e Lao-EU initiative includes support for creating a licensing system for legally produced wood in a participatory and transparent manner. Due to the countrys political history, there is a lack of experience with multi-stakeholder participatory processes. e government is one-party and centralized. Civil

    142 Case contributors Dominic Stucker, Kristiane Schfer and Petra Kuenkel of the Collective Leadership Institute, Potsdam, Germany,

  • 143Growing Collective Action: Three perspectives

    society is a relatively new concept in Laos, and the disappearances of leaders have occurred in the recent past. e forestry sector has several large players that carry considerable infl uence. Some want to maintain the status quo, whereas others see the benefi ts in transforming the sector.


    e Collective Leadership Institute (CLI) was engaged by Germanys devel-opment agency, Gesellschaft fr Internationalle Zusammenarbeit (GIZ), to build capacity among key actors for dialogue and collaboration competence needed to transform the forestry sector. In close cooperation with a GIZ program in support of the EU initiative, CLI was charged with bringing a group of key stakeholders into productive and generative dialogue across sectors (see: the Individual Change Sphere case, Chapter 3), catalyzing this team around a shared vision, developing its capacity to design and facilitate multi-stakeholder dialogues in Laos, and building the capacity of a leadership team to realize forestry management transformation. e Ministries of Agriculture and Forestry, Industry and Commerce, and Natural Resources and Environment decided to collectively develop process leadership.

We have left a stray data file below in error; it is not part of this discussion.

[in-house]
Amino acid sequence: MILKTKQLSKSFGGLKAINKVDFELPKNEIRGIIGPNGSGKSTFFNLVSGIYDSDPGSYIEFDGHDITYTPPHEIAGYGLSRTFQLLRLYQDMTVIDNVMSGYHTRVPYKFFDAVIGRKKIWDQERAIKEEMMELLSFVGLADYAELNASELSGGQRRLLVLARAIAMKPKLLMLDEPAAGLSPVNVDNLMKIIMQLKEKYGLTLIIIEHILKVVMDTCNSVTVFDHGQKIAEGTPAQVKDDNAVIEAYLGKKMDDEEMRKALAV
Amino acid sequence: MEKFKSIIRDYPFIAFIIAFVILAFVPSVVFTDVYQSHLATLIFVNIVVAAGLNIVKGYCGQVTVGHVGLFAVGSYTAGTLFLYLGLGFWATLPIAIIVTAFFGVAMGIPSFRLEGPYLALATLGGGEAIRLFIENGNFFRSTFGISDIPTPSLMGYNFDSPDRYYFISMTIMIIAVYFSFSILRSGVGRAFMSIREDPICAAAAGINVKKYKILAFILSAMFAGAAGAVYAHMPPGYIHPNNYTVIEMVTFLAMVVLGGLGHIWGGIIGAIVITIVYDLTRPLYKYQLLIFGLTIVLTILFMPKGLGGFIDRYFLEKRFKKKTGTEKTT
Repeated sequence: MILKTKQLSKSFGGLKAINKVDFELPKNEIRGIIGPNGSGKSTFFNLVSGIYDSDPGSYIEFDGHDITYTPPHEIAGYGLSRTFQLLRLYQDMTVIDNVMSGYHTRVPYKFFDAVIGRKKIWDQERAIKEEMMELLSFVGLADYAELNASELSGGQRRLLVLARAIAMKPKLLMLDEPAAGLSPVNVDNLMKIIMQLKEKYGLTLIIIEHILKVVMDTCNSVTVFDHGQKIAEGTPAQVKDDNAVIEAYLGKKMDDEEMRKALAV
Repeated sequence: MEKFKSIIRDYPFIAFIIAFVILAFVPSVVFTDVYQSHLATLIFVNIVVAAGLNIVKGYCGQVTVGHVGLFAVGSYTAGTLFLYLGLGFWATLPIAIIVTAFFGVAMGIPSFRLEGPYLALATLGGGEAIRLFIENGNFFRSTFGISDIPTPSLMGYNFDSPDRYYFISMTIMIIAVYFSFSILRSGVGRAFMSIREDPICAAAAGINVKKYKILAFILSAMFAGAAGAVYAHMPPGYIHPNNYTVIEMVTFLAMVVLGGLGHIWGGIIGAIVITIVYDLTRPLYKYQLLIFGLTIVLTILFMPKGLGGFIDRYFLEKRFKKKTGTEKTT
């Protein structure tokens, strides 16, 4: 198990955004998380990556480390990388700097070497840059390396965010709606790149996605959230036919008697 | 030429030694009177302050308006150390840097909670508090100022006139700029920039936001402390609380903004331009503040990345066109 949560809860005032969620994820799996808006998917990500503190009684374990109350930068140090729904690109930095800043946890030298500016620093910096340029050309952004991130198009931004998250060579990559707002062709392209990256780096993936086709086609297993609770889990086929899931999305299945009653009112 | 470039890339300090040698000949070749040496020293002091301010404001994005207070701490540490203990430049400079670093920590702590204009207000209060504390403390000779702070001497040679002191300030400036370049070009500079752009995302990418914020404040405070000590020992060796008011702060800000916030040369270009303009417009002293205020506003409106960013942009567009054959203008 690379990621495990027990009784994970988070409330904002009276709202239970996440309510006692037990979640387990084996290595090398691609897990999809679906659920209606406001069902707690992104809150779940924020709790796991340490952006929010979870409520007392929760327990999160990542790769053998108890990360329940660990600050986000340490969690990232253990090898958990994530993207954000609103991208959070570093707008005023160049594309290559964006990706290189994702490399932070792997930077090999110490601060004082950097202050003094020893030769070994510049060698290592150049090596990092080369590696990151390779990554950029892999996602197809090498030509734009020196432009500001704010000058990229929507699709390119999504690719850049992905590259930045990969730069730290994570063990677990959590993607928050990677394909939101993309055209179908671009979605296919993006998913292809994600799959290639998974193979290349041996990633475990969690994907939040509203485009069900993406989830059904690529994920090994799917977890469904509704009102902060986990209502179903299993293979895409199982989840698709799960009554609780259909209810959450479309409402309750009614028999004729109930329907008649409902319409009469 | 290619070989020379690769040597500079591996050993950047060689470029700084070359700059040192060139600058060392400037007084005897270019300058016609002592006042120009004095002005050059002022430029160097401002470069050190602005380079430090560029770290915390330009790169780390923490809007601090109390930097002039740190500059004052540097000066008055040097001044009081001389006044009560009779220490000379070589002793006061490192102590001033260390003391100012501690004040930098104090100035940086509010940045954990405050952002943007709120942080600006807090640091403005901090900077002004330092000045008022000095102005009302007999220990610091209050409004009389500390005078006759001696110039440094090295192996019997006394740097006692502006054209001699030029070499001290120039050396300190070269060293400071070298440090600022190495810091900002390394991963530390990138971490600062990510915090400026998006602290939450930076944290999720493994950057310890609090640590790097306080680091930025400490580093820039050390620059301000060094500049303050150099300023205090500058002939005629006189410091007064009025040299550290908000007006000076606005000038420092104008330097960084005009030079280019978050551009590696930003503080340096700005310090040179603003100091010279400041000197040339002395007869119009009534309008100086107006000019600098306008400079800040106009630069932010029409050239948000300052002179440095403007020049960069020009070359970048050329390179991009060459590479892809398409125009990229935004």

In July 2014, the CLI began with two four-day Art of Stakeholder Collab-oration workshops with technical-level offi cials from the public sector, the wood processing and furniture industries, civil society, and academia. It was the fi rst time

    Figure 8A: The Collective Leadership Compass